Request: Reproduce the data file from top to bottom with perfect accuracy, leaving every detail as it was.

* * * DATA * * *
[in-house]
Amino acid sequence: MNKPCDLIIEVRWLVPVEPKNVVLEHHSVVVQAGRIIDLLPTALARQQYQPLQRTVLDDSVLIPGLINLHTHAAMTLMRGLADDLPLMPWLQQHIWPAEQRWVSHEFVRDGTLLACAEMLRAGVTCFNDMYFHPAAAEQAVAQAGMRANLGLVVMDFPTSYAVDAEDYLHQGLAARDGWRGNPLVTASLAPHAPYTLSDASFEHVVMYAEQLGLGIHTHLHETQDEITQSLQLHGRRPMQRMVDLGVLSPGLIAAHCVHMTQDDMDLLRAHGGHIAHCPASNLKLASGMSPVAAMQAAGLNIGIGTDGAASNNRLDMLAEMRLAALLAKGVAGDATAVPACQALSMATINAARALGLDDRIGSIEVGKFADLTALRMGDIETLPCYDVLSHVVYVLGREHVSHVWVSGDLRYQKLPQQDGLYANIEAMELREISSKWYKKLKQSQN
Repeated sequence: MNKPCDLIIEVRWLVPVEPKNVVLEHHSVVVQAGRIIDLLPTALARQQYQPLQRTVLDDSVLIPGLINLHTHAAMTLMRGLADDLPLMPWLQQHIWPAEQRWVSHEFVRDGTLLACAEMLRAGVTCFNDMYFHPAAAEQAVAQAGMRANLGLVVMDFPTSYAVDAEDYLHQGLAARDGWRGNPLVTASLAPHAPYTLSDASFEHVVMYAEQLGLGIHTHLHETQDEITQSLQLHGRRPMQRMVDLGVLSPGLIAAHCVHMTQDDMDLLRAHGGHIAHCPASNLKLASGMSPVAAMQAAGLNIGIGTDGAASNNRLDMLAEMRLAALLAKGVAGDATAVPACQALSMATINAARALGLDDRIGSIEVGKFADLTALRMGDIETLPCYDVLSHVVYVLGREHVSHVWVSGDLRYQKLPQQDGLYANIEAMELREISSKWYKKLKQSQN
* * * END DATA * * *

[in-house]
Amino acid sequence: MNKPCDLIIEVRWLVPVEPKNVVLEHHSVVVQAGRIIDLLPTALARQQYQPLQRTVLDDSVLIPGLINLHTHAAMTLMRGLADDLPLMPWLQQHIWPAEQRWVSHEFVRDGTLLACAEMLRAGVTCFNDMYFHPAAAEQAVAQAGMRANLGLVVMDFPTSYAVDAEDYLHQGLAARDGWRGNPLVTASLAPHAPYTLSDASFEHVVMYAEQLGLGIHTHLHETQDEITQSLQLHGRRPMQRMVDLGVLSPGLIAAHCVHMTQDDMDLLRAHGGHIAHCPASNLKLASGMSPVAAMQAAGLNIGIGTDGAASNNRLDMLAEMRLAALLAKGVAGDATAVPACQALSMATINAARALGLDDRIGSIEVGKFADLTALRMGDIETLPCYDVLSHVVYVLGREHVSHVWVSGDLRYQKLPQQDGLYANIEAMELREISSKWYKKLKQSQN
Repeated sequence: MNKPCDLIIEVRWLVPVEPKNVVLEHHSVVVQAGRIIDLLPTALARQQYQPLQRTVLDDSVLIPGLINLHTHAAMTLMRGLADDLPLMPWLQQHIWPAEQRWVSHEFVRDGTLLACAEMLRAGVTCFNDMYFHPAAAEQAVAQAGMRANLGLVVMDFPTSYAVDAEDYLHQGLAARDGWRGNPLVTASLAPHAPYTLSDASFEHVVMYAEQLGLGIHTHLHETQDEITQSLQLHGRRPMQRMVDLGVLSPGLIAAHCVHMTQDDMDLLRAHGGHIAHCPASNLKLASGMSPVAAMQAAGLNIGIGTDGAASNNRLDMLAEMRLAALLAKGVAGDATAVPACQALSMATINAARALGLDDRIGSIEVGKFADLTALRMGDIETLPCYDVLSHVVYVLGREHVSHVWVSGDLRYQKLPQQDGLYANIEAMELREISSKWYKKLKQSQN